2. Williams contends he received ineffective assistance of counsel in several respects. To obtain relief based on ineffective assistance of counsel, an appellant must show both that his counsel's performance was constitutionally deficient and that this deficient performance prejudiced him. Strickland v. Washington, 466 U.S. 668, 687 (III) (104 S.Ct. 2052, 80 L.Ed.2d 674) (1984). "To prove deficient performance, [an appellant] must show that his attorney performed at trial in an objectively unreasonable way considering all the circumstances and in the light of prevailing professional norms." Anthony v. State, 303 Ga. 399, 410 (9) (811 S.E.2d 399) (2018) (citation and punctuation omitted). To show prejudice, an appellant must prove that his lawyer's error was "so serious as to deprive [him] of a fair trial, a trial whose result is reliable." Strickland, 466 U.S. at 687 (III). To that end, an appellant "must show a reasonable probability sufficient to undermine confidence in the outcome that, but for counsel's alleged unprofessional errors, the result of the proceeding would have been different." Anthony, 303 Ga. at 410 (9) (citation and punctuation omitted). "An appellant must prove both prongs of the Strickland test, and if he fails to prove one prong, it is not incumbent upon this Court to examine the other prong. In reviewing either component of the inquiry, all factual findings by the trial court will be affirmed unless clearly erroneous." Winters v. State, 305 Ga. 226, 230 (4) (824 S.E.2d 306) (2019) (citations and punctuation omitted).

         (a) Williams contends that his counsel was ineffective for failing to ask that a certain juror be removed for cause. The record shows that, during voir dire, defense counsel asked the venire whether anyone had "a close relative or a friend or a son that's a policeman or a GBI agent or an FBI agent or a marshal." One prospective juror responded that her husband and the Sheriff were second cousins and that the families were near neighbors. Asked whether that would affect her ability to listen to the evidence, she responded with uncertainty.[3] Defense counsel did not move to strike the prospective juror for cause.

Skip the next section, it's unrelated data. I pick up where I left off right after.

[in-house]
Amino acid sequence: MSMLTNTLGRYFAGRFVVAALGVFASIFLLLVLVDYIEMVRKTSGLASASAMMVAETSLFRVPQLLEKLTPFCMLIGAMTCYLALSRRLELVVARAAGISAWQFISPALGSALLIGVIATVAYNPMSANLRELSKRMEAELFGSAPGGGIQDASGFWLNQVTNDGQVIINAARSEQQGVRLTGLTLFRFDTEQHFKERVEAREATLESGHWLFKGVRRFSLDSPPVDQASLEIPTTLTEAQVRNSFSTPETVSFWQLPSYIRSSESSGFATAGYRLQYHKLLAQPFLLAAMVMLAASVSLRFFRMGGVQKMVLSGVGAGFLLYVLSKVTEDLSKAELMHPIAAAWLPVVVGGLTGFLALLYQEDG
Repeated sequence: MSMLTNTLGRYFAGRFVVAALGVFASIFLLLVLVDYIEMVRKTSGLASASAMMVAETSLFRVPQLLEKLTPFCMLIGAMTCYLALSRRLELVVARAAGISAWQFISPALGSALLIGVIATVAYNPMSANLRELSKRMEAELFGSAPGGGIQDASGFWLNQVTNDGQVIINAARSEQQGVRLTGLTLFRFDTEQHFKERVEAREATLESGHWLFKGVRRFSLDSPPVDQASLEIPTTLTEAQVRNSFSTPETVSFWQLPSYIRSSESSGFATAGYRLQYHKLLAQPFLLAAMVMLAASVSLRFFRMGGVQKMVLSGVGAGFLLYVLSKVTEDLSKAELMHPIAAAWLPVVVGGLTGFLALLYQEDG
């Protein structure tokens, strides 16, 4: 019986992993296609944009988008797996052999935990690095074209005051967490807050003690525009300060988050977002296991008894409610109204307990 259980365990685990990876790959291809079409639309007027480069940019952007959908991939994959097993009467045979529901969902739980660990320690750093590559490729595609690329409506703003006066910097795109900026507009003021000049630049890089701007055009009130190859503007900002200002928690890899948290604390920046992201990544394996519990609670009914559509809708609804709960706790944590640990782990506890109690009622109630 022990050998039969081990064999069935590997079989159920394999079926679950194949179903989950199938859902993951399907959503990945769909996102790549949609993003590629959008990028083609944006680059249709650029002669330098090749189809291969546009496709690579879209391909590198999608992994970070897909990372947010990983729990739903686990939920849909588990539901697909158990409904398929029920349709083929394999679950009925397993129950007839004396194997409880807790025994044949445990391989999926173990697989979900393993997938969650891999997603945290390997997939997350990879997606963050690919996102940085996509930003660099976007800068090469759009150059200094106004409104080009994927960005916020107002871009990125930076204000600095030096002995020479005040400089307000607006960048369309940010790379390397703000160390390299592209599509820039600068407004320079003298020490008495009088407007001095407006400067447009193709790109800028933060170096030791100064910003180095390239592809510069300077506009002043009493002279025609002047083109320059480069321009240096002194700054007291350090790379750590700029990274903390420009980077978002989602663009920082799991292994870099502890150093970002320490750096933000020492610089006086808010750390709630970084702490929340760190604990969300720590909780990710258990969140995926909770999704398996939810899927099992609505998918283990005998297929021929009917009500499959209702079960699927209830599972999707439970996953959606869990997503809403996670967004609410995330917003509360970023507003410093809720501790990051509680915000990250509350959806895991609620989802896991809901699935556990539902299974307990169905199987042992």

Williams contends that his counsel should have moved to strike the juror for cause pursuant to OCGA § 15-12-163 (b) (4), which provides, in pertinent part, that the State or the accused may object to a juror on the basis that "the juror is so near of kin to the prosecutor . . . as to disqualify the juror by law from serving on the jury[.]"[4] The record does not support a finding, however, that the Sheriff had anything to do with obtaining any warrant or indictment in Williams's case[5] or could otherwise be deemed "the prosecutor" in the case. Stokes v. State, 281 Ga. 825, 828-829 (2) (c) (642 S.E.2d 82) (2007) (a juror's mother who was employed as a victim/witness coordinator for the district attorney's office was not a prosecutor under OCGA § 15-12-163 (b) (4), and a juror's girlfriend who was employed as an assistant district attorney was not herself the prosecutor in the defendant's case and was not related by marriage to the juror under OCGA § 15-12-163 (b) (4)); Bryant v. State, 270 Ga. 266, 271 (4) (507 S.E.2d 451) (1998) (a juror's son-in-law, a GBI agent who investigated the victim's murder, was not a prosecutor under OCGA § 15-12-163 (b) (4), "but rather merely an officer of the State assigned to investigate the crime for which the appellant was being tried" and "a potential witness at trial"). Therefore, a motion to strike the juror on the only basis Williams asserts would have been meritless, and the failure to make a meritless motion to strike does not constitute ineffective assistance of counsel. Veal v. State, 301 Ga. 161, 166 (2) (800 S.E.2d 325) (2017).